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Latin America Investment News on Viva Tropical

El Salvador’s Dysfunctional Border Crossings Hinder Travel and Trade

Article Summary:

The transportation of people and goods faces extraordinary problems passing through the customs post of ‘Pedro de Alvarado’ between El Salvador and Guatemala.

Photo Credit: Prensa Libre

Original Article Text From Prensa Libre via Google Translate :

Employers, Concerned

As James Urrea, Salvadoran carrier, for two months in both border customs authorities implemented control mechanisms that cause delays.

On the side of Guatemala, one of the mechanisms is not permitted to use the free lane to pass vehicles empty.

The carrier said that another difficulty is that the system of both countries constantly interrupted and the establishment of the network takes several hours to reset.

During the visit, the system was discontinued and the delegation that came from El Salvador the country remained one hour behind the long lines of trucks.

“We lose two to three hours just for driving to the office and that translates into time and money,” said Urrea.

“These processes represent high costs for business and we wish to promote Central American customs integration,” said Manolo Pichardo, president of Parlacén.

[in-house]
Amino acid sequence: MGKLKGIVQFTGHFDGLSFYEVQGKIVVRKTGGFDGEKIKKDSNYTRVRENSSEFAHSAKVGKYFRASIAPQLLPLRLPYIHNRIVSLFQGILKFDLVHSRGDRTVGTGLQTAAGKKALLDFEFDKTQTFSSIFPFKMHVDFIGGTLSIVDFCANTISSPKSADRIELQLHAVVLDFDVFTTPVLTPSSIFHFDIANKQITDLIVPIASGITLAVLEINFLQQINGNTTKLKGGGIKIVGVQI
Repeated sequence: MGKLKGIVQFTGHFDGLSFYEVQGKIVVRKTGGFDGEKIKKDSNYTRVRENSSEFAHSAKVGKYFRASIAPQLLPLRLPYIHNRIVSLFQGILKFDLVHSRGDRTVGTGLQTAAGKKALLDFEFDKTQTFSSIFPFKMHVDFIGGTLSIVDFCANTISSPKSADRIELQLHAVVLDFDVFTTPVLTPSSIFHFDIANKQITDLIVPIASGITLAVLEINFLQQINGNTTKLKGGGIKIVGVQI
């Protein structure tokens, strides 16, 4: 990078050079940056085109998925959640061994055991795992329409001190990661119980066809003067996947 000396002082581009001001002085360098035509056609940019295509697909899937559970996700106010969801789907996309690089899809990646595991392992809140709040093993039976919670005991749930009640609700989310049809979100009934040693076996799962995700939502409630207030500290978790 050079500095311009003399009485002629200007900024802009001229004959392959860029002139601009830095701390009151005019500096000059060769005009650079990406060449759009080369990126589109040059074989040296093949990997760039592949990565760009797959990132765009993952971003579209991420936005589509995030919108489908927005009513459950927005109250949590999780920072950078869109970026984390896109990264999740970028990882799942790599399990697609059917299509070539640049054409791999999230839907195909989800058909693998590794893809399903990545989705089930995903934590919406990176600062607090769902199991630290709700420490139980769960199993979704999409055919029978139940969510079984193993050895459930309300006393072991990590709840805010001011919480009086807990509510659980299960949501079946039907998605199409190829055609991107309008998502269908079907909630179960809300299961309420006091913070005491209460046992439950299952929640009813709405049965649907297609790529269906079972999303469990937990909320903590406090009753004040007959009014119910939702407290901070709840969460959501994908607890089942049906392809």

Only yesterday, during the morning, 50 trucks each office, waiting their turn to pass in both directions.

The customs Pedro de Alvarado is used by carriers as the corridor between Mexico and Central America to international trade. Circulating daily average of 300 trucks, of which 30 percent are vehicles in transit to Panama and 70 percent for all other countries in the region.

Anaximando Ayerdi, the office manager Pedro de Alvarado, the Tax Authority, acknowledged the problems and said that working with the private sector to solve them.

“Sometimes a single truck stops the whole process over little things and that causes everyone who comes back unable to move, as there is adequate infrastructure to facilitate the movement,” said Fernando Herrera, director of the Guatemalan Association of Exporters .

He said three steps must be enabled as soon as possible to not stop regional trade. A single window for empty vehicles, one for and one for perishable goods, to speed up the pace.

To travel through Central America, a trailer is 18 kilometers per hour, he said.

In 2011, intraregional trade was over U.S. $ 7 billion, of which El Salvador and Guatemala exchanged more than $ 3 billion, he said.

Link to Original Article:

From Prensa Libre

Latin America Investment News on Viva Tropical